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In the past few weeks, this blog has focused on the shortcomings of the built-in recovery measures of the G Suite and Office 365, highlighting the need for a third-party backup solution. There are a number of myths about cybersecurity and data backup surrounding these two cloud-based suites. People often use these misconceptions to convince themselves they don’t need an external backup solution for their data.
That’s why today, we’ll be addressing some of the most common of these myths, replacing them with facts to illustrate what your productivity suite can and cannot do in terms of keeping your files and messages safe from being lost.
Like we mentioned in last week’s blog post, you do have some protection against accidental deletion in the G Suite: all deleted items are stored in the Bin for thirty days. After that, Google will retain the data on its servers for 25 more days. During this time, admins within your organisation can still recover it through the following steps:
Go to the Admin console and navigate to “Users”
Find the user whose data you want to restore and click “More” -> “Restore data”.
Remember that you can’t search for or preview individual files. Instead, you need to select a date that you want to restore their data to (either a range or a single date). Make duplicates of messages and work done after this to avoid overwriting them. All deleted files/messages in this date range will be restored.
Specify the data (either Drive or Gmail) you want to restore and click “Restore”. This could take up to a few hours.
After the 25 days are up, the data is permanently deleted and you have no way to recover it unless you have invested in a third-party backup solution.
There are a lot of great third-party apps for G Suite to boost your productivity and make life easier overall. However, just because these apps are up on the G Suite Marketplace, the Chrome Webstore, Google Play or the iTunes store doesn’t mean they’re automatically safe to use. In fact, according to Syscloud’s G Suite Third-Party App Security Report, around 70% apps deemed to pose a medium risk and 44% of those posing a high risk had more than 1 million downloads.
So when you’re installing new third-party apps, read carefully what permissions you’re giving the app to access your data and make sure the app has lots of verified reviews to help you gauge its authenticity. Additionally, IT administrators should consider creating strong guidelines for downloading third-party apps onto work devices within their organisation.
Microsoft will take responsibility and step in to help you recover your data in the event of a loss of service due to hardware failure or natural disaster. Apart from that, Office 365 data is protected against human error only in the short term: items moved into the Recycle Bin can be recovered for 30 days, while the Recoverable Items folder in Exchange Online keeps deleted emails and similar communications for 14 days before deleting them for good.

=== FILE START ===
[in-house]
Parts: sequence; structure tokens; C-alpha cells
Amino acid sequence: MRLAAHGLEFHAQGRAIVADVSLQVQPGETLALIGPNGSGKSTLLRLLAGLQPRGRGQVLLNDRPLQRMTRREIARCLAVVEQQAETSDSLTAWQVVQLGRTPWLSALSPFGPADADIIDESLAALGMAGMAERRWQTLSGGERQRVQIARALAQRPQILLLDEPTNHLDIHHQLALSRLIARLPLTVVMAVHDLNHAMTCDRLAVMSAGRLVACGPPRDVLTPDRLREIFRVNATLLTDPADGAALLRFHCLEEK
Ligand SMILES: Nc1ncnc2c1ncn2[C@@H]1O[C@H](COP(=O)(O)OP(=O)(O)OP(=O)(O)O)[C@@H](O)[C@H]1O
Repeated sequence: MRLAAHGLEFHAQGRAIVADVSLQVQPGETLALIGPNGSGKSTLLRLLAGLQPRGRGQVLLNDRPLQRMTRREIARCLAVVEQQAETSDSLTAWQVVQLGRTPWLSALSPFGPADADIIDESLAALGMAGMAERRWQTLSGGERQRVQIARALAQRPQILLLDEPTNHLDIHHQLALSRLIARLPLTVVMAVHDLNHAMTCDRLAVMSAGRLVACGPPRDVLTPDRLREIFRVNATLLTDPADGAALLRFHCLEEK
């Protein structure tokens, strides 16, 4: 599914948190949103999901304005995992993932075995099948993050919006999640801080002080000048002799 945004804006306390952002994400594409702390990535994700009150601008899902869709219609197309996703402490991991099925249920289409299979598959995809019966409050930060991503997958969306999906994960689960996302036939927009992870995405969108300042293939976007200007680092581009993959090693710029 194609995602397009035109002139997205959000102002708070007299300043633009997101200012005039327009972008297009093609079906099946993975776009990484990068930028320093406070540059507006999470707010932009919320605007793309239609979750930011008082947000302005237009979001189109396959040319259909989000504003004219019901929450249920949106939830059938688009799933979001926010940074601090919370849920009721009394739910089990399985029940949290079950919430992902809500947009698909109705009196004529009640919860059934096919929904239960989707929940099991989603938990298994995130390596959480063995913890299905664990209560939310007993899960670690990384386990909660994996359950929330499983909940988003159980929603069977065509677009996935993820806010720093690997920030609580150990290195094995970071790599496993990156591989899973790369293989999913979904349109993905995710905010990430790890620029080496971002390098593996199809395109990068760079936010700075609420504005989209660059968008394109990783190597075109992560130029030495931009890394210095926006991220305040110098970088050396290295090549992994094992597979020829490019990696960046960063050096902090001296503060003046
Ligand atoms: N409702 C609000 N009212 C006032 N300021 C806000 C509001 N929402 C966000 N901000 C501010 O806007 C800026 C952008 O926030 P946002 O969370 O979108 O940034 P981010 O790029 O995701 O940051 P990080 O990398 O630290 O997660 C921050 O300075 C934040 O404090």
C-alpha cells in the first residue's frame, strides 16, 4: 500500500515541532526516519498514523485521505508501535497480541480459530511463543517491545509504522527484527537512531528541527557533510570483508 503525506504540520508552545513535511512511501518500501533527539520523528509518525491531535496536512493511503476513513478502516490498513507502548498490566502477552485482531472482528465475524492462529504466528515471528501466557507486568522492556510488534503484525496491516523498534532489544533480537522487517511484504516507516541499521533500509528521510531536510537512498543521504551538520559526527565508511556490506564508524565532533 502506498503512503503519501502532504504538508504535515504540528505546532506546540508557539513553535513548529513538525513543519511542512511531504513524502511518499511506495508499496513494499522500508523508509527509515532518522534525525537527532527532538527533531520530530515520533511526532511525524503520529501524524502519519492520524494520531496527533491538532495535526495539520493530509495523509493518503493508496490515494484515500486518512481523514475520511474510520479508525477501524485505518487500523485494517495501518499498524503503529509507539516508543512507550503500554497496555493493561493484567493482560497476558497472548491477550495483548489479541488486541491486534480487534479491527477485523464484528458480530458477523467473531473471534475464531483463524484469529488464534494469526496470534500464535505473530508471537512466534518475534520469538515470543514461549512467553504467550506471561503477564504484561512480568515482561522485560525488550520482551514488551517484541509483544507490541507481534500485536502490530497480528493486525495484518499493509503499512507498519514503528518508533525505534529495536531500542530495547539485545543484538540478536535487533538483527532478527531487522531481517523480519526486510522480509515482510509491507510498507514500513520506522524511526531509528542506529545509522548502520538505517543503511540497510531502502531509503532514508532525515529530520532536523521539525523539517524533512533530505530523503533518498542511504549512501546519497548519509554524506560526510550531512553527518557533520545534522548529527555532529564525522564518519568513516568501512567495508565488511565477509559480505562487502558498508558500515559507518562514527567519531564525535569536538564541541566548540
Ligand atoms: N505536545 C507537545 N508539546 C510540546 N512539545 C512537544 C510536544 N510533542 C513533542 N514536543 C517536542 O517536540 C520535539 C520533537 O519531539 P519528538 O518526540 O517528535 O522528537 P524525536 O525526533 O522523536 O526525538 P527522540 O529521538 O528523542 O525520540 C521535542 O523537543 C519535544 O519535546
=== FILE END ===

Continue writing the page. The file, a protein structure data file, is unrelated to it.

And as we’ve previously brought up on this blog, you might not notice an important file or email has been deleted before that short time frame is up – if someone hasn’t emptied the Recycling Bin manually before that. In situations like this, Microsoft takes no responsibility for your missing data.
And while Office 365 can create up to 500 versions of a single file so you can easily revert back to an earlier version of your work, these 500 versions are spent up surprisingly quickly and versioning within your organisation might be lowered to a smaller number to free up some space.
Many people seem to think that since Office 365 is jam-packed with meticulously developed productivity tools, it’s a fully-fledged SaaS product with built-in, impenetrable cybersecurity. This is not quite the case.
We’ve written a fair bit about the strengths and weaknesses of O365 cybersecurity on this blog in the past, so we won’t go too deep into this topic here. Suffice to say that the suite lacks more sophisticated measures like sandboxing and predictive technology to protect you against things like zero-day attacks. Additionally, there’s always a chance for phishing emails to get through or for cybercriminals to gain access to an admin account through a stolen device or one hacked with spyware.
Office 365 isn’t designed to be a complete IT solution, so in order to protect your organisation from more complex threats, you should ideally use a third-party cybersecurity tool like TitanFiltering as well as a SaaS backup solution to keep your data safe.
Whether your organisation uses the G Suite or Office 365, you shouldn’t assume your data is safe if the only place you store it is within your productivity suite. You need to deploy additional cybersecurity measures, with IT security awareness training being near the top of the list. A G Suite or Office 365 backup service provides an additional layer of security on top of these measures to lower your chances of a data breach or losing important files and messages. For specific product recommendations for data backup, tune in on our blog next week for a dedicated article on this subject.
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